The White Glove Treatment

By | March 28, 2015

I recently attended a conference, and was intrigued when a speaker discussed the White Glove treatment.  He explained how his organization was inefficient in the onboarding process.  He exclaimed: “Quite honestly, I can’t believe we have any business at all.  We are so bad at bringing on new customers.”

Transitioning new customers is a critical function for all organizations.  Marketing has identified the target market, and the sales team has matched the product or service with the customer’s needs.  In essence, the expensive and time-consuming work has been done.

The customer has paid, and is ready to reap the benefits.  Your onboarding team must get to work, and make sure the buyer is provided with the tools, techniques, and training particular to their purchase.

Keep the Customer on the Forefront
Not too long ago, I approved the purchase of a customer relationship management (CRM) product.  As part of the initial investment, we were provided with six one-hour training sessions.  The training specialist contacted me, and we confirmed the first appointment.

The conversation went something like this:

Chase: Hi, Jimmie.

Me: Hey, Chase.

Chase: We are scheduled for six sessions, and the first one is this Thursday at 4 pm Pacific time.  I have a busy schedule, and we might have to hold this time slot for the rest of the sessions.

Me: I’m not sure if my team can always meet during this time.  That’s 2 pm Central. By the way, I have a team in The Philippines, and they must also attend this training. Do you have any flexibility with the time?

Chase: I’ll see what I can do.  By the way, I’m out of the office next week because my wife and I are celebrating our wedding anniversary. We’re heading to Cancun.  So, we can meet this Thursday, and I’ll bet back with you when I get back to confirm our next training.

Me: Well, we really can’t miss a week. We just made a big investment in this CRM, and we need to launch it quickly.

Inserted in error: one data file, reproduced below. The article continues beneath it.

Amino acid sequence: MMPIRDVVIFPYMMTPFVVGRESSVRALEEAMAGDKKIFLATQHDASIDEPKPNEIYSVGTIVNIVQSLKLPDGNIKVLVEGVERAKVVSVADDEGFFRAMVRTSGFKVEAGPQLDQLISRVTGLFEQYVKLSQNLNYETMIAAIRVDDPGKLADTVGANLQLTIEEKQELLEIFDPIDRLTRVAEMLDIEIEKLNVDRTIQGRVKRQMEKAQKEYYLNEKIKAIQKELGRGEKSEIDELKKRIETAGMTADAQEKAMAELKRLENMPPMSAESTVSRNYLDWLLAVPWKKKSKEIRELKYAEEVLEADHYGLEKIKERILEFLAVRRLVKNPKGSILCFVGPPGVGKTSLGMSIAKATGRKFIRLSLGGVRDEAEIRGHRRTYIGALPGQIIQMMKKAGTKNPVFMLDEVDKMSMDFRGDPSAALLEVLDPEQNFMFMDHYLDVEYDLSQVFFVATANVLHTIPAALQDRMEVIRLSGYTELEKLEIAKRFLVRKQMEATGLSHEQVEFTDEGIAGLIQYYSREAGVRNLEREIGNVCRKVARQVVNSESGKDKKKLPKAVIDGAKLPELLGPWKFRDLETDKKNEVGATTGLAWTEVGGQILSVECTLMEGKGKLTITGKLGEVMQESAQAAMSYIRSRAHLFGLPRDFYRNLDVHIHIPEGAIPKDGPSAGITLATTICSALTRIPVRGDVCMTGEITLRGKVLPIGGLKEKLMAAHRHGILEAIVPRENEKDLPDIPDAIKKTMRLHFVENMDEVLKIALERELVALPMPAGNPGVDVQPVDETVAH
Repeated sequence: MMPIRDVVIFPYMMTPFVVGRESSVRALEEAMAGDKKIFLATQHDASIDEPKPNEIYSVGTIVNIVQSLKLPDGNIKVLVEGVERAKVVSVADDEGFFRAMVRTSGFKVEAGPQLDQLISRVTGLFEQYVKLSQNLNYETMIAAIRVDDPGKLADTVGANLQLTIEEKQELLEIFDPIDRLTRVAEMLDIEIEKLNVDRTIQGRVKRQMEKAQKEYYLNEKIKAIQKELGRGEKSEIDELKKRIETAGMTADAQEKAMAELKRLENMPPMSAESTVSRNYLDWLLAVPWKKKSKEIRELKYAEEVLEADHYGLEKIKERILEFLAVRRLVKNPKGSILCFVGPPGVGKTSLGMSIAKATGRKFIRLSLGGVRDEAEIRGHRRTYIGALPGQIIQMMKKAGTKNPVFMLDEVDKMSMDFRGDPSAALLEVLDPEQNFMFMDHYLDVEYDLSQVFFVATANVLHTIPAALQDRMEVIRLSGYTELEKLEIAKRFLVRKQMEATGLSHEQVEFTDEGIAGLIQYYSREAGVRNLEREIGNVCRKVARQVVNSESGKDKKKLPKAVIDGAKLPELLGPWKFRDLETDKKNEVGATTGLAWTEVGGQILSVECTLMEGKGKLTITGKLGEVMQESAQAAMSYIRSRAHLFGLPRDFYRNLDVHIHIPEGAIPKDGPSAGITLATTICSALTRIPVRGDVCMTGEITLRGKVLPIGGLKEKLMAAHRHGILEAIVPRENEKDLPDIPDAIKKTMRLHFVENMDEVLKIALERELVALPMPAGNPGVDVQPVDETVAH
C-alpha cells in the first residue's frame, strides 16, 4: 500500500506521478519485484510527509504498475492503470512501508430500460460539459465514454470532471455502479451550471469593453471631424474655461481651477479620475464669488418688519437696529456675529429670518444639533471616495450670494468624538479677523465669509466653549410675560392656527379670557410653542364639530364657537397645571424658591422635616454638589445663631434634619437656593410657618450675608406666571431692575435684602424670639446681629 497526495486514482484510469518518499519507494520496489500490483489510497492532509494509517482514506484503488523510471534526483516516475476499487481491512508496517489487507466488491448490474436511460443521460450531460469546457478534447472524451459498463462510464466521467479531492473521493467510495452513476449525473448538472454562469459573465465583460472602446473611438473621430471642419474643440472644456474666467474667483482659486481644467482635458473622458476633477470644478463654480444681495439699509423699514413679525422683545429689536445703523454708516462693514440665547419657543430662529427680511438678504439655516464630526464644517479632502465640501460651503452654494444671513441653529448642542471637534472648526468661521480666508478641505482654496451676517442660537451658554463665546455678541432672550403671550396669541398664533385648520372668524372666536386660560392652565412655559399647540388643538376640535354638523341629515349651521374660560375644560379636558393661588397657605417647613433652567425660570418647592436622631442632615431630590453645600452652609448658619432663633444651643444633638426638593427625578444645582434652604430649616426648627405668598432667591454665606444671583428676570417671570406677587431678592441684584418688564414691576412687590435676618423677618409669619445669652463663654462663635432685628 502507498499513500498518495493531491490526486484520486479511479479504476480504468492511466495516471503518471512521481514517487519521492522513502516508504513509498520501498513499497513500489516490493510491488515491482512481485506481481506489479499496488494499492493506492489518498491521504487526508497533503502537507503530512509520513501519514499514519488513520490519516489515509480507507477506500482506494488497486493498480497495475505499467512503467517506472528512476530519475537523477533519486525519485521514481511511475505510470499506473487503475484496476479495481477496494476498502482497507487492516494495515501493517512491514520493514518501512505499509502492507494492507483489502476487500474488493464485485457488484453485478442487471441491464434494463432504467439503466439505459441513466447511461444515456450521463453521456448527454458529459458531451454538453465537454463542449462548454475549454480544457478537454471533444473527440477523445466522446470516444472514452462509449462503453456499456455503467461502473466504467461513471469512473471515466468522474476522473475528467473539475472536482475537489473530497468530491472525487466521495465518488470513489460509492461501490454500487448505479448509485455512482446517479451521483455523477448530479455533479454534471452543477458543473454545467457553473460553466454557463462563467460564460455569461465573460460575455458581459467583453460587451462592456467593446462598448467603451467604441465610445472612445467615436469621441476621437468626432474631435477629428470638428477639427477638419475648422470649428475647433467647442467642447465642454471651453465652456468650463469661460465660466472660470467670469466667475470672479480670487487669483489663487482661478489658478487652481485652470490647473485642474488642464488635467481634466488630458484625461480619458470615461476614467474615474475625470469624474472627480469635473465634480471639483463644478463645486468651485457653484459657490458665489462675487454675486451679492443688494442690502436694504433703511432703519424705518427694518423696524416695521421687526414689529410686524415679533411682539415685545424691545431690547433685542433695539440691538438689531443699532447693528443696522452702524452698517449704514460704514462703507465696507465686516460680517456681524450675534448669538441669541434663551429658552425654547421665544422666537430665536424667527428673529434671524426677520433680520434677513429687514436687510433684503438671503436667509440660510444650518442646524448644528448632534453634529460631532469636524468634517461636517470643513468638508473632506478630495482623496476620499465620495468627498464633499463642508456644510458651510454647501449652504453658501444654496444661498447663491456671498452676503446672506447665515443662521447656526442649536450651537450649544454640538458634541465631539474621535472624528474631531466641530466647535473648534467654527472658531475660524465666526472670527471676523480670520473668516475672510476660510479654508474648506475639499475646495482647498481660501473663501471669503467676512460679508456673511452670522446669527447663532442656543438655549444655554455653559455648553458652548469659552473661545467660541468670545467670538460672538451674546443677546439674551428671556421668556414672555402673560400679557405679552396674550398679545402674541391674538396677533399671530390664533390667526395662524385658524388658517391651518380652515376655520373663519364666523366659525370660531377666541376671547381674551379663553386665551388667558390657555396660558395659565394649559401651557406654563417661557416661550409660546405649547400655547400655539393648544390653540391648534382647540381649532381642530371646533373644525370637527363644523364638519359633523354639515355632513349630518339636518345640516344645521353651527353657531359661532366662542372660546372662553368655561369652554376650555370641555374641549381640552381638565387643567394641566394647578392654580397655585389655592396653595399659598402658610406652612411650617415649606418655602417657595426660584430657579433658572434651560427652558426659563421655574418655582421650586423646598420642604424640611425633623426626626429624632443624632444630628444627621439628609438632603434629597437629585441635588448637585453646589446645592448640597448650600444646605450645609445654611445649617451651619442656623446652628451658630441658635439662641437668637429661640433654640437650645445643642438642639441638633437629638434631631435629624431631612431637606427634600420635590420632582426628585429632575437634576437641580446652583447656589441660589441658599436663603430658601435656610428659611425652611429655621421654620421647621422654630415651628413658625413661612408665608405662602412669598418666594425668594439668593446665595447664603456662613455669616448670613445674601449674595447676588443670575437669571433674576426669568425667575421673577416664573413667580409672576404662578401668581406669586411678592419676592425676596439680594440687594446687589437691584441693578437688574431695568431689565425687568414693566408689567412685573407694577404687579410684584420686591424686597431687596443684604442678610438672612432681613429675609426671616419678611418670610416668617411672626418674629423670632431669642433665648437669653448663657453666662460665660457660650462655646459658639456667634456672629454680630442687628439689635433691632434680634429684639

Chase: I understand, but you’re not going to miss out on much. I recommend you go through the online tutorials and jot down any questions you have for me.  We can address them when I return from the Cancun trip.

The first training session was high-level, and I could tell that Chase was daydreaming about the Cancun vacation.  He was going through the motions, asking canned questions, showing little interest regarding our business.  I’m certain he didn’t study our website to learn more about us and our clientele.

We skipped the week that Chase returned from his vacation because he had too many items on his plate.  He apologized, and finally scheduled us for our second training.  By this time, we had all forgotten what we learned during the initial session.  Chase reassured us that we would be fine.

Unfortunately, the CRM training failed to prepare our team to maximize the benefits of the service.  We implemented some of the features, but didn’t have the skills and knowledge to leverage the full functionality of the CRM.  Within a few months, we decided to pursue other alternatives.

The speaker during the conference reminded me of this CRM experience.  The White Glove treatment would ensure that we had the knowledge to maximize the functionality of the cloud-driven service.  Chase should put the customer first and follow-up with us, even after the paid training sessions were complete.  Not surprisingly, I never heard from Chase or anyone else in the company after we decided to cancel the service.

In short, those practicing the White Glove treatment have the potential to capture a larger market share, largely because few organizations are focused on the needs of the customer.

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